Money-conscious travel boils right down to picking the right destination, knowing the best deals (that go beyond simply picking the cheapest airline), and more.
Check out these 9 tips that the pros are letting you in on.
This is not an endorsement for you to live paycheque to paycheque. Always save at least 20% of your monthly income for emergencies. That said…
Try to time your trip so that your bank account isn’t dry when you return – for instance, aim to return at the beginning of the next month if you get paid at the end of each month
Some people overspend while on holiday and come back to find they have two weeks to their next paycheque. They then tap into their savings or buy on credit – neither are advisable options.
NEXT: Have a working vacation →
You’d be surprised how possible this actually is.
Most people don’t have enough leave, and can’t afford to take unpaid leave for a few weeks or a month. But many of them organise a temporary, flexible work schedule: they talk to their bosses about being able to work remotely, just for the duration of the trip.
This way, they still get paid, and don’t lose out on leave!
Accommodation costs often will make up the bulk of your travel expenses.
Many frequent travellers seem to make spontaneous plans. This is because they are responding to last minute deals from hotels, or have spotted Airbnb lodgings that are going for cheap.
Keep up to date on travel deals via mailing lists, credit card promotions, and more.
Some places are “group” areas – they’re much more expensive if you go alone. The best example of this Bali. Many activities are run for groups of three to four people. Say you’re alone, or only with a partner; you will have to pay the cost for the entire group on your own (or find some friends, quickly).
Know before you go. Check on TripAdvisor, or email the tourism commissions of the countries to ask how a given activity is priced.
Ask your family’s trusted insurance agent for special deals on travel insurance. Some agents may flat out buy your travel insurance for you, because you’re a valued client. Otherwise, they can probably a get you a better deal.
(Pro tip: That doesn’t just mean cheaper, it could mean better coverage.)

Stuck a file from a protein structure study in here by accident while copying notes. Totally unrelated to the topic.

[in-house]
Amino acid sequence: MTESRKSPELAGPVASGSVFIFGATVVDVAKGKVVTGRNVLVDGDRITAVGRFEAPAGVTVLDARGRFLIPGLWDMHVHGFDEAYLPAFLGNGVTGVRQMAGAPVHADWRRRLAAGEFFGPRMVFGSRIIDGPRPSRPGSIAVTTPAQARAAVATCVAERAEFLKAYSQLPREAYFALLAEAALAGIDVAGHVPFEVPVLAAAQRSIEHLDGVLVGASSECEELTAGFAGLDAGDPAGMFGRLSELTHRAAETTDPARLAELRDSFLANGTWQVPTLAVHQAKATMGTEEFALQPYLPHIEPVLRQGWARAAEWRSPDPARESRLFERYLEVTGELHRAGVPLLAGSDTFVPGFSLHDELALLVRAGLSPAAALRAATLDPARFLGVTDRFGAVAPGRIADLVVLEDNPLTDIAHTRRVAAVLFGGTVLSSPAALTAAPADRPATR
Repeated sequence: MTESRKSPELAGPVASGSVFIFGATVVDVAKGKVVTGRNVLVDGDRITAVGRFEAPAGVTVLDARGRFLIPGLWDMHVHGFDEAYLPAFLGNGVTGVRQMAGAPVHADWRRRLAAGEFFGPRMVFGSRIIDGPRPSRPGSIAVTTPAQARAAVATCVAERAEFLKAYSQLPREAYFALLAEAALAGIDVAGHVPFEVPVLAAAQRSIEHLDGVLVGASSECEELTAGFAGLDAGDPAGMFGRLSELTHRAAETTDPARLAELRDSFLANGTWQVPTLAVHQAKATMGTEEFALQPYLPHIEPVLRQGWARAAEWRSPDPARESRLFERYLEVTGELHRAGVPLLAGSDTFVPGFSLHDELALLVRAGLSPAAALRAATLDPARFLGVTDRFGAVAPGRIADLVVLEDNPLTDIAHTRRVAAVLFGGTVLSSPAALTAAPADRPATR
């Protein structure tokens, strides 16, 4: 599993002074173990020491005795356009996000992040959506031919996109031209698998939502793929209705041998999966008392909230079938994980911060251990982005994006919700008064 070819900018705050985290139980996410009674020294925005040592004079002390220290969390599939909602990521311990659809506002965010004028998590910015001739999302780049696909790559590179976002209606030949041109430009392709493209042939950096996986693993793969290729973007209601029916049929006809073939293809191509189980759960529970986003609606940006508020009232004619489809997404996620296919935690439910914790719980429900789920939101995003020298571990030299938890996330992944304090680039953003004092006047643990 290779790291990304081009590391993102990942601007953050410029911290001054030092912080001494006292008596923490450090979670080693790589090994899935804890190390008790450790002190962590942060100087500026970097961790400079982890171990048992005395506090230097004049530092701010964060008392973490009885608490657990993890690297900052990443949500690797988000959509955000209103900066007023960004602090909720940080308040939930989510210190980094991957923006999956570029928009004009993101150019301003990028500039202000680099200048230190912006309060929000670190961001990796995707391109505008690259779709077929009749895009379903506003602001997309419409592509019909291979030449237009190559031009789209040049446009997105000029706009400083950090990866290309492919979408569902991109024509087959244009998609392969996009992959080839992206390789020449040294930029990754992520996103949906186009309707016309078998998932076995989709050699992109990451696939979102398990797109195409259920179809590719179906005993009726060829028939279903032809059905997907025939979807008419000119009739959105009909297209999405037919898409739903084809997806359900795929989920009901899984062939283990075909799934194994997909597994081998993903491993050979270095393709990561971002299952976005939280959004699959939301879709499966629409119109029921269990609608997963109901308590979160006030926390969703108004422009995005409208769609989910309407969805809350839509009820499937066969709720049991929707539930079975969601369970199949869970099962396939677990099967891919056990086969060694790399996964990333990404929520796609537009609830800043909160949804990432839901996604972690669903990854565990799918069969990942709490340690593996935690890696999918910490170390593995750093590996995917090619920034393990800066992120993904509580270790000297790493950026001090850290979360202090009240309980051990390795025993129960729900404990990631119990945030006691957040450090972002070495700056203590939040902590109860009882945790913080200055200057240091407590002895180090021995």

Some air miles credit cards also automatically give you a complimentary travel insurance coverage when you charge your trip on them. Check to see if your air miles credit card offers this.
All you need is a way to raise your income by a small amount–about $200 a month–to be able to travel once a year. An extra $2,400 a year will cover airfare and Airbnb accommodations in most places.
Go freelance, or even negotiate it as a raise in your current job. There are tons of ways to earn more money!
It doesn’t matter if you get lost a few times–discovery is part of the fun. Plus the next time you visit, you will know your way around better. In most countries, locals will be happy to help you with directions.
The cost of cabs or private cars can be steep, especially if you are visiting capital cities like London, New York,Tokyo, etc.
Think how quickly you would deplete your pay by cabbing everywhere in Singapore – the same will be true in other major cities.
With the right air miles credit card, you can rack up points (or miles) for anything you spend in Singapore or abroad. You can then use these for free seat upgrades or free tickets.
But remember: repay the card in full every month. Not only will the interest rate overpower any savings if you fail to do so, but you can’t use your accumulated miles while you have outstanding debt.
Whenever you convert your currency, there is a chance you will lose money. So if there is potential for a return visit, simply don’t convert the currency back. Leave it in your drawer for the next time you visit.
Over three or four trips, you will be surprised at how quickly these incidental “sock drawer savings” can pile up. These can partially fund your future trips.
By Ryan Ong, SingSaver, 16 September 2016
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